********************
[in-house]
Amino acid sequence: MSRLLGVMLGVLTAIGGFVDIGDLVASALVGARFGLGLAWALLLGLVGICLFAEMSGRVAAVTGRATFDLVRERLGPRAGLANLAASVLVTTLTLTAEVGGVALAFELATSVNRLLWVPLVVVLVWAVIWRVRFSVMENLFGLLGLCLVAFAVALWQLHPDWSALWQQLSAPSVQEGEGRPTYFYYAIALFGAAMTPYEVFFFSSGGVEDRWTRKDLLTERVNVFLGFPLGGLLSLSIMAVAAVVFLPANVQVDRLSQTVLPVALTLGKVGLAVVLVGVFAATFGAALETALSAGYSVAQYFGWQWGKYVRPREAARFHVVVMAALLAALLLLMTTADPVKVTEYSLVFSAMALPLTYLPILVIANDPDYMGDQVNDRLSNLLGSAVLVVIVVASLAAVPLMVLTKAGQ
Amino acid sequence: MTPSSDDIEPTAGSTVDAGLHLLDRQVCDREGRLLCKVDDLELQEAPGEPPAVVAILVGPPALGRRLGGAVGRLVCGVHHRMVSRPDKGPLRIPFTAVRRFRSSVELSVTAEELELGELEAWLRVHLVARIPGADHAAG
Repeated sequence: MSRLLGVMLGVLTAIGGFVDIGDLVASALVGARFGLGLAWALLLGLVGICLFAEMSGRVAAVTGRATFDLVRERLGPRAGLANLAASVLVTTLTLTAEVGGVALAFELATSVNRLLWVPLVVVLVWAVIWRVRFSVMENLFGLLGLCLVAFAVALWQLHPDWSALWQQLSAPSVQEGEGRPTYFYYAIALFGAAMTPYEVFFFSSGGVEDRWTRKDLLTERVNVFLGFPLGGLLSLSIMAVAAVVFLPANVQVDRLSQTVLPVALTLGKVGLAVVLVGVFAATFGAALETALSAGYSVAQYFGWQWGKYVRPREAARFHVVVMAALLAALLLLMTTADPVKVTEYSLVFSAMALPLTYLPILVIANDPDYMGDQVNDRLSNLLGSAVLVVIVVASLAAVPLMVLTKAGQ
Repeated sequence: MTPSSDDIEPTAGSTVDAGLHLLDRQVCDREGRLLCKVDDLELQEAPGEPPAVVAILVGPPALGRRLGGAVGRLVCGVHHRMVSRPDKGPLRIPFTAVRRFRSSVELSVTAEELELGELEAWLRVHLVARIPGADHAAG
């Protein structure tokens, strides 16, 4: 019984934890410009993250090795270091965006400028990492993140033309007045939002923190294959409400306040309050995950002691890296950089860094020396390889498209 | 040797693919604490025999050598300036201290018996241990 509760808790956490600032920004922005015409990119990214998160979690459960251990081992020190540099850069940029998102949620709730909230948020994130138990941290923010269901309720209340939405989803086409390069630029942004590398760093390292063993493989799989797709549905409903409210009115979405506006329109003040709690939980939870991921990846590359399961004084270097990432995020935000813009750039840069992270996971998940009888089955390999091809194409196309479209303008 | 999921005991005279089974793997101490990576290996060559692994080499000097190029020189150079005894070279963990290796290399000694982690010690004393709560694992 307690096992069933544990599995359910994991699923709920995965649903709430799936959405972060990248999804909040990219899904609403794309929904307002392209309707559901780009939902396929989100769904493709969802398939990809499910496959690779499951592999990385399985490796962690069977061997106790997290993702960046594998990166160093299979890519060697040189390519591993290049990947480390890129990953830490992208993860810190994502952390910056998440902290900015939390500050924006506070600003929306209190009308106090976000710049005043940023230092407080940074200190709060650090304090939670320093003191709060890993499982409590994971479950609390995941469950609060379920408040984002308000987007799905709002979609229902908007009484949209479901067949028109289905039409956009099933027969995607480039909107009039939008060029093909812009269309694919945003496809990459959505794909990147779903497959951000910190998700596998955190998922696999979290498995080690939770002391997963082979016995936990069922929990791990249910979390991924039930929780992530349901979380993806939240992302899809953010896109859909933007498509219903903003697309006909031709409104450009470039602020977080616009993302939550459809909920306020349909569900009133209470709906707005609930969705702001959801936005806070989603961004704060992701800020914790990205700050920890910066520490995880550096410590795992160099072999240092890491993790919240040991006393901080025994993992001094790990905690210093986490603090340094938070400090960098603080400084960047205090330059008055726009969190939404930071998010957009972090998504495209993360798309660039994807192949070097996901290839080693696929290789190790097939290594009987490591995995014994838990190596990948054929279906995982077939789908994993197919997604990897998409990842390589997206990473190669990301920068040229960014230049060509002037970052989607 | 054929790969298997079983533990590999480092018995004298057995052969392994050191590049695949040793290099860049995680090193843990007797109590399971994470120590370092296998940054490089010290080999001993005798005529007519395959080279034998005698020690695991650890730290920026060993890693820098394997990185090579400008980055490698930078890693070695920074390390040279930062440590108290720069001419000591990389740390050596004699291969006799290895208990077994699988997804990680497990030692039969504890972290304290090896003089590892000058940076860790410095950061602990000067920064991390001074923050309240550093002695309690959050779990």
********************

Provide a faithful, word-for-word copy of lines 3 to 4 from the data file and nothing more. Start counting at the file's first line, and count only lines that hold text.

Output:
Amino acid sequence: MTPSSDDIEPTAGSTVDAGLHLLDRQVCDREGRLLCKVDDLELQEAPGEPPAVVAILVGPPALGRRLGGAVGRLVCGVHHRMVSRPDKGPLRIPFTAVRRFRSSVELSVTAEELELGELEAWLRVHLVARIPGADHAAG
Repeated sequence: MSRLLGVMLGVLTAIGGFVDIGDLVASALVGARFGLGLAWALLLGLVGICLFAEMSGRVAAVTGRATFDLVRERLGPRAGLANLAASVLVTTLTLTAEVGGVALAFELATSVNRLLWVPLVVVLVWAVIWRVRFSVMENLFGLLGLCLVAFAVALWQLHPDWSALWQQLSAPSVQEGEGRPTYFYYAIALFGAAMTPYEVFFFSSGGVEDRWTRKDLLTERVNVFLGFPLGGLLSLSIMAVAAVVFLPANVQVDRLSQTVLPVALTLGKVGLAVVLVGVFAATFGAALETALSAGYSVAQYFGWQWGKYVRPREAARFHVVVMAALLAALLLLMTTADPVKVTEYSLVFSAMALPLTYLPILVIANDPDYMGDQVNDRLSNLLGSAVLVVIVVASLAAVPLMVLTKAGQ